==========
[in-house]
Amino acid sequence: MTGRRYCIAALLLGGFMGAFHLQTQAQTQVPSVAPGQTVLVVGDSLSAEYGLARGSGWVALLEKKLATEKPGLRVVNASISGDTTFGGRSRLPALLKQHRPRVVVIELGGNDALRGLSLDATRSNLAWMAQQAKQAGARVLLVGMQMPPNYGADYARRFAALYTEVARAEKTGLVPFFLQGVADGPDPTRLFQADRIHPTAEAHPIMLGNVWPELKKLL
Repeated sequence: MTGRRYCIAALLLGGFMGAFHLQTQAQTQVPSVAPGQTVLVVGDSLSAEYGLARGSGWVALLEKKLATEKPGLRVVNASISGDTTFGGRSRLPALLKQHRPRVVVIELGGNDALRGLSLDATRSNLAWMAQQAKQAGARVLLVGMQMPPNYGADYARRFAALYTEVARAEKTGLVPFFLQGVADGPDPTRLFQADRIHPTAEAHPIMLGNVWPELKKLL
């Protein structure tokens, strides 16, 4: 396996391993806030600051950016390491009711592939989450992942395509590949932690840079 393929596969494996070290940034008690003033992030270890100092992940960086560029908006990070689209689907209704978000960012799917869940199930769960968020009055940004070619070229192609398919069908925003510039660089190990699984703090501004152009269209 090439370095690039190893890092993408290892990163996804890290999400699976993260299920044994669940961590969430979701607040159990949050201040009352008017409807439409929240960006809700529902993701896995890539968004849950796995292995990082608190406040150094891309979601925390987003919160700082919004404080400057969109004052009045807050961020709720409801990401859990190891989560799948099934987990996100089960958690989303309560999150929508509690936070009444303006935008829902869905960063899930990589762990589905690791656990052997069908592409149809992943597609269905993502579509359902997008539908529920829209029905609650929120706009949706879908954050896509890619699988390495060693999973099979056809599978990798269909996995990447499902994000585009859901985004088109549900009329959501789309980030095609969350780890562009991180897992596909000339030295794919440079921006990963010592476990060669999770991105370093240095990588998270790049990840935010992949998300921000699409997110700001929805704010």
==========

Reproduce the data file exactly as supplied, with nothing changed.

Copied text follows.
[in-house]
Amino acid sequence: MTGRRYCIAALLLGGFMGAFHLQTQAQTQVPSVAPGQTVLVVGDSLSAEYGLARGSGWVALLEKKLATEKPGLRVVNASISGDTTFGGRSRLPALLKQHRPRVVVIELGGNDALRGLSLDATRSNLAWMAQQAKQAGARVLLVGMQMPPNYGADYARRFAALYTEVARAEKTGLVPFFLQGVADGPDPTRLFQADRIHPTAEAHPIMLGNVWPELKKLL
Repeated sequence: MTGRRYCIAALLLGGFMGAFHLQTQAQTQVPSVAPGQTVLVVGDSLSAEYGLARGSGWVALLEKKLATEKPGLRVVNASISGDTTFGGRSRLPALLKQHRPRVVVIELGGNDALRGLSLDATRSNLAWMAQQAKQAGARVLLVGMQMPPNYGADYARRFAALYTEVARAEKTGLVPFFLQGVADGPDPTRLFQADRIHPTAEAHPIMLGNVWPELKKLL
């Protein structure tokens, strides 16, 4: 396996391993806030600051950016390491009711592939989450992942395509590949932690840079 393929596969494996070290940034008690003033992030270890100092992940960086560029908006990070689209689907209704978000960012799917869940199930769960968020009055940004070619070229192609398919069908925003510039660089190990699984703090501004152009269209 090439370095690039190893890092993408290892990163996804890290999400699976993260299920044994669940961590969430979701607040159990949050201040009352008017409807439409929240960006809700529902993701896995890539968004849950796995292995990082608190406040150094891309979601925390987003919160700082919004404080400057969109004052009045807050961020709720409801990401859990190891989560799948099934987990996100089960958690989303309560999150929508509690936070009444303006935008829902869905960063899930990589762990589905690791656990052997069908592409149809992943597609269905993502579509359902997008539908529920829209029905609650929120706009949706879908954050896509890619699988390495060693999973099979056809599978990798269909996995990447499902994000585009859901985004088109549900009329959501789309980030095609969350780890562009991180897992596909000339030295794919440079921006990963010592476990060669999770991105370093240095990588998270790049990840935010992949998300921000699409997110700001929805704010």